What is this medicine?
DIAZEPAM (dye AZ e pam) is a benzodiazepine. It is used to treat anxiety and nervousness. It also can help treat alcohol withdrawal, relax muscles, and treat certain types of seizures. This medicine can also be used before surgery and certain procedures.
How should I use this medicine?
The medicine is for injection into a muscle or into a vein. It is given by a health care professional in a hospital or clinic setting.
Talk to your pediatrician regarding the use of this medicine in children. While this medicine may be prescribed for children as young as 1 month of age for selected conditions, precautions do apply.
What side effects may I notice from receiving this medicine?
Side effects that you should report to your doctor or health care professional as soon as possible:
allergic reactions like skin rash, itching or hives, swelling of the face, lips, or tongue
loss of balance or coordination
signs and symptoms of low blood pressure like dizziness; feeling faint or lightheaded, falls; unusually weak or tired
suicidal thoughts or other mood changes
trouble passing urine or change in the amount of urine
Side effects that usually do not require medical attention (report to your doctor or health care professional if they continue or are bothersome):
pain, redness, or irritation at the site where injected
What may interact with this medicine?
Do not take this medicine with any of the following medications:
narcotic medicines for cough
This medicine may also interact with the following medications:
antihistamines for allergy, cough and cold
certain antibiotics like clarithromycin, erythromycin, rifampin
certain medicines for anxiety or sleep
certain medicines for blood pressure, heart disease, irregular heartbeat
certain medicines for depression, like amitriptyline, fluoxetine, sertraline
certain medicines for fungal infections like ketoconazole, itraconazole, clotrimazole
certain medicines for psychotic disturbances
certain medicines for seizures like carbamazepine, phenobarbital, phenytoin, primidone, valproate
general anesthetics like lidocaine, pramoxine, tetracaine
MAOIs like Carbex, Eldepryl, Marplan, Nardil, and Parnate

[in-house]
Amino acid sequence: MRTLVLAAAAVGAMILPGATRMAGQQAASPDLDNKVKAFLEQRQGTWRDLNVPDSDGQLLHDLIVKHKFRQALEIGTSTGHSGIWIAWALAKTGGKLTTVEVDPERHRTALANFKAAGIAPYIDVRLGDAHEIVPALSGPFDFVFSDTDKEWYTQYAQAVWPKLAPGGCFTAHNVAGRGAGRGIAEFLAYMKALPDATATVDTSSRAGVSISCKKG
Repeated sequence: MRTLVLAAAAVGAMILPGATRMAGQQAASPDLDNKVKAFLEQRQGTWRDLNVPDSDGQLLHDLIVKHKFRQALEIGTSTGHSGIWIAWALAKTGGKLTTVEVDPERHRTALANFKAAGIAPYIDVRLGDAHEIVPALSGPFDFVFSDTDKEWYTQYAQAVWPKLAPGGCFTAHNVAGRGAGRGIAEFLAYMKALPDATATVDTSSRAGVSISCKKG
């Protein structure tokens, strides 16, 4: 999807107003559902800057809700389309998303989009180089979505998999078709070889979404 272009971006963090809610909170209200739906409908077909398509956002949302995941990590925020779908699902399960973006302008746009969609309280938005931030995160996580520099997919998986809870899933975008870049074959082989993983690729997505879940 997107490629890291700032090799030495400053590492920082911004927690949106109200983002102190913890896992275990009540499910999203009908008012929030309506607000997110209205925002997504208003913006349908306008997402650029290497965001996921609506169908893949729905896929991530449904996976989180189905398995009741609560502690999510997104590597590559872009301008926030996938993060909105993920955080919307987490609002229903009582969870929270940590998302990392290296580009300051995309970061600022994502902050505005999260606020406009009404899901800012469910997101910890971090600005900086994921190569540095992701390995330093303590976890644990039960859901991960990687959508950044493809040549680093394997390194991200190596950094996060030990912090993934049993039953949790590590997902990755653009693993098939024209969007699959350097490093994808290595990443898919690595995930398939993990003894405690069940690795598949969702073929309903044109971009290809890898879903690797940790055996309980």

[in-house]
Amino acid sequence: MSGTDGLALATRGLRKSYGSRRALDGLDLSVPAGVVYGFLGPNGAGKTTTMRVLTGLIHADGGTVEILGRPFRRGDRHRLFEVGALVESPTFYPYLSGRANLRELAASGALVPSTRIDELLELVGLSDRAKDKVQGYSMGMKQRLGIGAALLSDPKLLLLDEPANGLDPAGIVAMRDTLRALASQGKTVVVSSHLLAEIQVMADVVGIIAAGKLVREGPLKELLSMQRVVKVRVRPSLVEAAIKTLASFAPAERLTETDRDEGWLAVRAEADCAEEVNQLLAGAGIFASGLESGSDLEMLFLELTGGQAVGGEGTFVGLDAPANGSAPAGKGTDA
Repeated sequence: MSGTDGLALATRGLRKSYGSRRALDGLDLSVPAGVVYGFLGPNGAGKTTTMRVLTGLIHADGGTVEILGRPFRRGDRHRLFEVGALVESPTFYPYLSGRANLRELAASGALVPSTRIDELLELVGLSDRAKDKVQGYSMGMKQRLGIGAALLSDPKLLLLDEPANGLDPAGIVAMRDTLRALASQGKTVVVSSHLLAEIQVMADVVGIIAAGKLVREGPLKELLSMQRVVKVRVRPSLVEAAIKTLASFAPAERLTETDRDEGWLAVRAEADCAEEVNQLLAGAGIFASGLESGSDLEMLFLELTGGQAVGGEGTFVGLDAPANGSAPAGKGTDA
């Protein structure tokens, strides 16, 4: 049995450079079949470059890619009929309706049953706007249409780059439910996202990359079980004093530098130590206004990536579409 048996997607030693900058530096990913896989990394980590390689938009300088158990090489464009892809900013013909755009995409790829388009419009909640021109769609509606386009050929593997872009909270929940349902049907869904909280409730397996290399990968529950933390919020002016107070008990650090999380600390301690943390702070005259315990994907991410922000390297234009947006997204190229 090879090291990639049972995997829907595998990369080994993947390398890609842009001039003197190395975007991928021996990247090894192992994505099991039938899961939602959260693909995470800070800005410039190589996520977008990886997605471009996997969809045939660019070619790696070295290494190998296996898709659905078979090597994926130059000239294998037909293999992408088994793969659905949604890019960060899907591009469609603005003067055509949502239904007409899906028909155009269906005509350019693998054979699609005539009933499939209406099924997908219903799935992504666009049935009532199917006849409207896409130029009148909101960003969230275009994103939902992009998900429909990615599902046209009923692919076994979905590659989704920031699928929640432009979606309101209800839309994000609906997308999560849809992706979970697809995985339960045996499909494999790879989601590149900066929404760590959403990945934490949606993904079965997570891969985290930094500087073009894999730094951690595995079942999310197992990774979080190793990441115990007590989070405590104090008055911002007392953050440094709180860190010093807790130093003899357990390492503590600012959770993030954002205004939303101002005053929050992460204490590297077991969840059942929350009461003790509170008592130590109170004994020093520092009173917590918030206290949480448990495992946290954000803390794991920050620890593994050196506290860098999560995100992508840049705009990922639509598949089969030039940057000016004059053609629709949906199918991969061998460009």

medicines that relax muscles for surgery
narcotic medicines for pain
phenothiazines like chlorpromazine, mesoridazine, prochlorperazine, thioridazine
What if I miss a dose?
This does not apply.
Where should I keep my medicine?
This drug is given in a hospital or clinic and will not be stored at home.
What should I tell my health care provider before I take this medicine?
They need to know if you have any of these conditions:
an alcohol or drug abuse problem
bipolar disorder, depression, psychosis or other mental health condition
lung or breathing disease
seizures or a history of seizures
an unusual or allergic reaction to diazepam, other benzodiazepines, foods, dyes, or preservatives
pregnant or trying to get pregnant
What should I watch for while using this medicine?
Tell your doctor or health care professional if your symptoms do not start to get better or if they get worse.
You may get drowsy or dizzy. Do not drive, use machinery, or do anything that needs mental alertness until you know how this medicine affects you. Do not stand or sit up quickly, especially if you are an older patient. This reduces the risk of dizzy or fainting spells. Alcohol may interfere with the effect of this medicine. Avoid alcoholic drinks.
If you are taking another medicine that also causes drowsiness, you may have more side effects. Give your health care provider a list of all medicines you use. Your doctor will tell you how much medicine to take. Do not take more medicine than directed. Call emergency for help if you have problems breathing or unusual sleepiness.
Online Medical Reviewer:
Date Last Reviewed: Unavailable
NOTE:This sheet is a summary. It may not cover all possible information. If you have questions about this medicine, talk to your doctor, pharmacist, or health care provider. Copyright© 2019 Elsevier
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